Saturday, 27 October 2018

Watch Your Tongue: What Our Everyday Sayings and Idioms Figuratively Mean

Author: Mark Abley
Genre: Nonfiction
Type: Paperback
Pages: 272
Source: Publisher
Publisher: Simon and Schuster Canada
First Published: October 30, 2018
Opening Lines: "It was a blue winter day in downtown Montreal, and I was standing among thousands of other shivering people on the city's main shopping street".

Book Description from GoodReadsDo you ever wonder why you shouldn’t have a cow but you should seize a bull by its horns? Who has the better reputation in language—cats or dogs? Do you sometimes feel that our speech is all smoke and mirrors or that our expressions simply make no sense?

In Watch Your Tongue, award-winning author Mark Abley explores the phrases, idioms, and clich├ęs of our everyday language. With wit and subtle wisdom, he unravels the mysteries of these expressions, illuminating the history, tradition and stories behind everything we say. Pulling examples from Shakespeare’s plays to sports team names, ancient Rome to Twitter, Abley shares samples and anecdotes of the eccentric ways that we play with, parse, and pattern language.

Why do so many companies use fruit for their brand names? What do politicians mean when they say they’re going to “drain the swamp”? Why does English use chickens to signify cowardice? Abley dives into the history and psychology behind these examples and countless others, unpacking their significance (and sheer absurdity) to show how our language developed, where it is headed, and what we can learn about ourselves from it.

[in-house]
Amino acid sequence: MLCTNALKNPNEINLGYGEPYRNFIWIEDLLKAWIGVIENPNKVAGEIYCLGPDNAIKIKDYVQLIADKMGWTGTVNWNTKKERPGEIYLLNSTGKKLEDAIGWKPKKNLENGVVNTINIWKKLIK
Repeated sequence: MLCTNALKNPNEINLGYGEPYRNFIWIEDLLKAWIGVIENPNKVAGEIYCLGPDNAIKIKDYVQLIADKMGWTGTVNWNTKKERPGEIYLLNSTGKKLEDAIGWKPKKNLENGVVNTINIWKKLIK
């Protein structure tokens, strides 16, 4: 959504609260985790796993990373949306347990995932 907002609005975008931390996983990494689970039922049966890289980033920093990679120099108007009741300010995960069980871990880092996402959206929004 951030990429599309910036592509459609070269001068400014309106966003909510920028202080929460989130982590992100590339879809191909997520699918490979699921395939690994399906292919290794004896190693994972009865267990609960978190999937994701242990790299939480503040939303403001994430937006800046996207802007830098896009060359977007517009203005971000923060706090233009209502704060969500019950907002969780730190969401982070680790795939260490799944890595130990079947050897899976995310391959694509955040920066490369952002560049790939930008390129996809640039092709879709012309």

Whimsically illustrated, easily browsable, and full of catchy sidebars, Watch Your Tongue celebrates how we amuse ourselves with words and what our sayings reveal about the way we see the world.

My Rating: 4 stars

Watch Your Tongue explores idioms and popular phrases that most of us use daily without much thought to their origins. Throughout the book Mark Abley shares tidbits of wisdom that makes for an entertaining read that the average Joe and the avid wordsmith will both enjoy.

The book is broken down into several topics (animals, feelings, foreign idioms, religious, Shakespearean …) and describes the history of some popular and not so popular idioms. Language is constantly evolving and Abley doesn’t waste any time diving in to explore the history of ubiquitous idioms but be forewarned, once you start reading this book, you’ll start noticing idioms everywhere. 

It’s a quick read that can be picked up in fits and spurts and Abley has gone the extra mile to help readers understand the origin of English idioms. To make a long story short, the descriptions are informative as well as entertaining and may keep you up burning the midnight oil with Abley’s humour and so many idioms and phrases that it’ll boggle your mind.  So, give it a whirl … you may just find yourself adding idioms to your everyday conversations willy-nilly (how was THAT for idiom overload!?!).

Disclaimer: My sincere thanks to Simon and Schuster Canada for providing me with a complimentary copy of this book in exchange for my honest review.

1 comment:

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